Speaking at a Business SA breakfast this morning, Frydenberg said that the Federal Government had made an assumption that Australia would start welcoming back international students from the end of this year, subject to discussions between the state governments and universities about quarantine arrangements.
Asked by University of Adelaide Pro Vice Chancellor Professor Noel Lindsay whether Australia should be “ignoring China (and) taking them out of our equation” following worsening trade and diplomatic disputes, Frydenberg said that he hoped that Chinese students would be welcomed back.
“Certainly our intent is to support the international student sector by enabling these cohorts to arrive,” he said.
“From Australia’s perspective, we’ll continue to be clear and consistent with respect to our national interest, whether that’s in relation to issues on investment, human rights, international security.
“I feel like it is an important time for Australia and we have to be wary of the changes in the global strategic environment and we need to be clear and consistent on those issues, which is what we’re seeking to do.”
It comes after relations between Canberra and Beijing plummeted last year after Australia called for an international investigation into the origins of the COVID-19 pandemic and introduced foreign interference laws.
China responded by introducing trade reprisals that targeted key Australian exports such as wine, coal, barley, timber and seafood.
Frydenberg said it was “no secret” that the China-Australia relationship had been “challenging”, but the economic relationship between the two countries remained “mutually beneficial”.
“Some of our agricultural produces have been impacted by China’s actions, but the economic partnership remains our largest two-way trade relationship (and) it remains very important,” he said.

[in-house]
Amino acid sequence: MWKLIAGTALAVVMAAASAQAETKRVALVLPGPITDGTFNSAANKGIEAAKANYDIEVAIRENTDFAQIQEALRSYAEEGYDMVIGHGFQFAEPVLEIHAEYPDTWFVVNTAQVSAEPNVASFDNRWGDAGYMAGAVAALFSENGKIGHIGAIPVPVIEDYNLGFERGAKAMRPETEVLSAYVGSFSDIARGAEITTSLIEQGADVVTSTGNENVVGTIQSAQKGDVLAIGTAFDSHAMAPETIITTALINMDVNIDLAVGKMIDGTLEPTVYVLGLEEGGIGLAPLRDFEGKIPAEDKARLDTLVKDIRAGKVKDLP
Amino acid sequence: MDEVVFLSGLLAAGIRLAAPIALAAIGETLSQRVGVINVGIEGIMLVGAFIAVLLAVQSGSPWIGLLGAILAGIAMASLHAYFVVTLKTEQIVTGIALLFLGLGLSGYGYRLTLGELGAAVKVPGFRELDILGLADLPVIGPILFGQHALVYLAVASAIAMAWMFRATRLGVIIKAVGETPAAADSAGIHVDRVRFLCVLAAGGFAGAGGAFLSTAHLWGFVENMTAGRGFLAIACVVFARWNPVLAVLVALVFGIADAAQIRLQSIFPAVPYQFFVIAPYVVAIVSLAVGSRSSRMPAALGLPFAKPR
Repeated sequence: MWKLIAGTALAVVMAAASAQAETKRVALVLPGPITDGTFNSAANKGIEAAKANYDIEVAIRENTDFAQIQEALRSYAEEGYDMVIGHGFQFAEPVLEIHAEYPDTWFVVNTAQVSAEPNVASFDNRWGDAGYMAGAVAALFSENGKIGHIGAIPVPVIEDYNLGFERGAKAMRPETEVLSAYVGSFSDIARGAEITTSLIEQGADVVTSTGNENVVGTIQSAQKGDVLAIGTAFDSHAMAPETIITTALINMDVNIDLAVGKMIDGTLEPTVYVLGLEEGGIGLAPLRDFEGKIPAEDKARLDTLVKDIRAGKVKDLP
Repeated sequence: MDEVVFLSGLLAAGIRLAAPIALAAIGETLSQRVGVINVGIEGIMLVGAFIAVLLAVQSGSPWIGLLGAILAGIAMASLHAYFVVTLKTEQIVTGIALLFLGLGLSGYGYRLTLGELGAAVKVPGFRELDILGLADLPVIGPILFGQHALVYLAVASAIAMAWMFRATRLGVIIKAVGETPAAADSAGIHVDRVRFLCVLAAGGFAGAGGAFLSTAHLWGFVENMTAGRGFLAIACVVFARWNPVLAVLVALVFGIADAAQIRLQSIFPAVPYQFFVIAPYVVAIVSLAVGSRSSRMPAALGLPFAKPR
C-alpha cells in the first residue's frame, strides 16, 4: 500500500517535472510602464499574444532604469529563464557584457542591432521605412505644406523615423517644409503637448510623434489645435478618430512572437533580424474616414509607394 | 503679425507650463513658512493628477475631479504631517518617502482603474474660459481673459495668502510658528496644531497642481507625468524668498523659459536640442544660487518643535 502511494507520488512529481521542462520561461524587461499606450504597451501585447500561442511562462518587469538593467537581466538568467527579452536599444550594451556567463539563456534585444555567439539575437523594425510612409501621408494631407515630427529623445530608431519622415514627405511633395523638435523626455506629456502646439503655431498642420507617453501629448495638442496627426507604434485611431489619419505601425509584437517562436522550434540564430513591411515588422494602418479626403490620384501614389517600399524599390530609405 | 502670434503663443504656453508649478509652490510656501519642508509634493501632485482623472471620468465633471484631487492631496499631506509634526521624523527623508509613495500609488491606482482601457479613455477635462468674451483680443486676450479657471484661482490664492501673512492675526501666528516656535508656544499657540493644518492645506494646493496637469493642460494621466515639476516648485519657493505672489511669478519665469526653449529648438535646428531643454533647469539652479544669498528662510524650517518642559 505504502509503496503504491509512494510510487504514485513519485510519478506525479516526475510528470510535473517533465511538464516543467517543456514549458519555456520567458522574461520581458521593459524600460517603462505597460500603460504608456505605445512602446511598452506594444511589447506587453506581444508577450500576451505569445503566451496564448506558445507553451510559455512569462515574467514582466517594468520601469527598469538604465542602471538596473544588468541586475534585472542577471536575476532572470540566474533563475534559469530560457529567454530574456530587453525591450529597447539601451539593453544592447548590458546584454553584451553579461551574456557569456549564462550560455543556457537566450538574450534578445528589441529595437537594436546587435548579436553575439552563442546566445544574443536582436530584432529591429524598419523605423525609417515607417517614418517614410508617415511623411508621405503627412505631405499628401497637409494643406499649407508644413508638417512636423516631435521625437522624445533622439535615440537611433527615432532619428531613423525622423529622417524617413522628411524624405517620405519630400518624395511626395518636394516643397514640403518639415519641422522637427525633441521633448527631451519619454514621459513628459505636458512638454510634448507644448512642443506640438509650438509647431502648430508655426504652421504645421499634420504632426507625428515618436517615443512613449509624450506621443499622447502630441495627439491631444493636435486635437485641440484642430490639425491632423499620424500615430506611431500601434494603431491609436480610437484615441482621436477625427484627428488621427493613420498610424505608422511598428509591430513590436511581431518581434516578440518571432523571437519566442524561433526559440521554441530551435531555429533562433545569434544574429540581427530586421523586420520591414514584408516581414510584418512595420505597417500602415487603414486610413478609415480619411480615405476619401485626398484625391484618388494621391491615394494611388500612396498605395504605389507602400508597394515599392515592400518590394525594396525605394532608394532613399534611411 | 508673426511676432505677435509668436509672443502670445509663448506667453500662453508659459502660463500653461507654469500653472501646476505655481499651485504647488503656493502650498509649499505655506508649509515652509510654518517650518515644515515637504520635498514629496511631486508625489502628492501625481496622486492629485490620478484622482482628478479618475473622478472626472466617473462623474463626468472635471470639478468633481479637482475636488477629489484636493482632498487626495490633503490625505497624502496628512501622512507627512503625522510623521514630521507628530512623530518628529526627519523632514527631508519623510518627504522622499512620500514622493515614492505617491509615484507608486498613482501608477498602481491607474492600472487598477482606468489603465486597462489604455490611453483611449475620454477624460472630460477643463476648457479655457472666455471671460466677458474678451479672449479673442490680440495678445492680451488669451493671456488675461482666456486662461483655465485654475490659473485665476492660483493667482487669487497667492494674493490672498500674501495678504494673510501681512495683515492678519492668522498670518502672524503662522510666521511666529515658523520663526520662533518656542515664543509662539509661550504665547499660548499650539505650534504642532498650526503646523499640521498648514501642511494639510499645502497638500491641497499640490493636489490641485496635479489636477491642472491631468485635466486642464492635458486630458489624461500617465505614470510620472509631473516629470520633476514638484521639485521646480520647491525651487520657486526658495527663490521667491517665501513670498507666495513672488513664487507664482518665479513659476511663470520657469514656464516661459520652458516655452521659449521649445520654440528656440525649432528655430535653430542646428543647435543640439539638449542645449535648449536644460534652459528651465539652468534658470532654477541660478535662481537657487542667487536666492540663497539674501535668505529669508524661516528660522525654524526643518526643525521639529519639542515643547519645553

“Our largest export to China is obviously iron-ore.
“The Chinese can’t replicate the quality or the quantity of the iron-ore that we supply from other countries.
“China’s also the world’s largest steel exporter, so they do need our iron-ore to create tens and thousands of jobs in their own country.”
International education is a $2 billion industry in South Australia.
A Centre for Independent Studies 2019 report found Chinese students accounted for about a half of international students at the University of Adelaide.
Adelaide Uni board member Christine Locher told Frydenberg that education was among the top three exports in South Australia and repatriation of international students was “critical”.
She said there was still uncertainty about whether international students could return this year and there was “nothing in the (Federal) Budget” to support universities while they suffered losses.
InDaily reported last week that a federal government decision not to renew $1 billion in research funding had put more pressure on South Australia’s higher education industry as the sector braces for a budget cut of nearly 10 per cent over the next four years.
Frydenberg responded saying the government had budgeted $19 million for universities and had “guaranteed all their domestic enrolments”.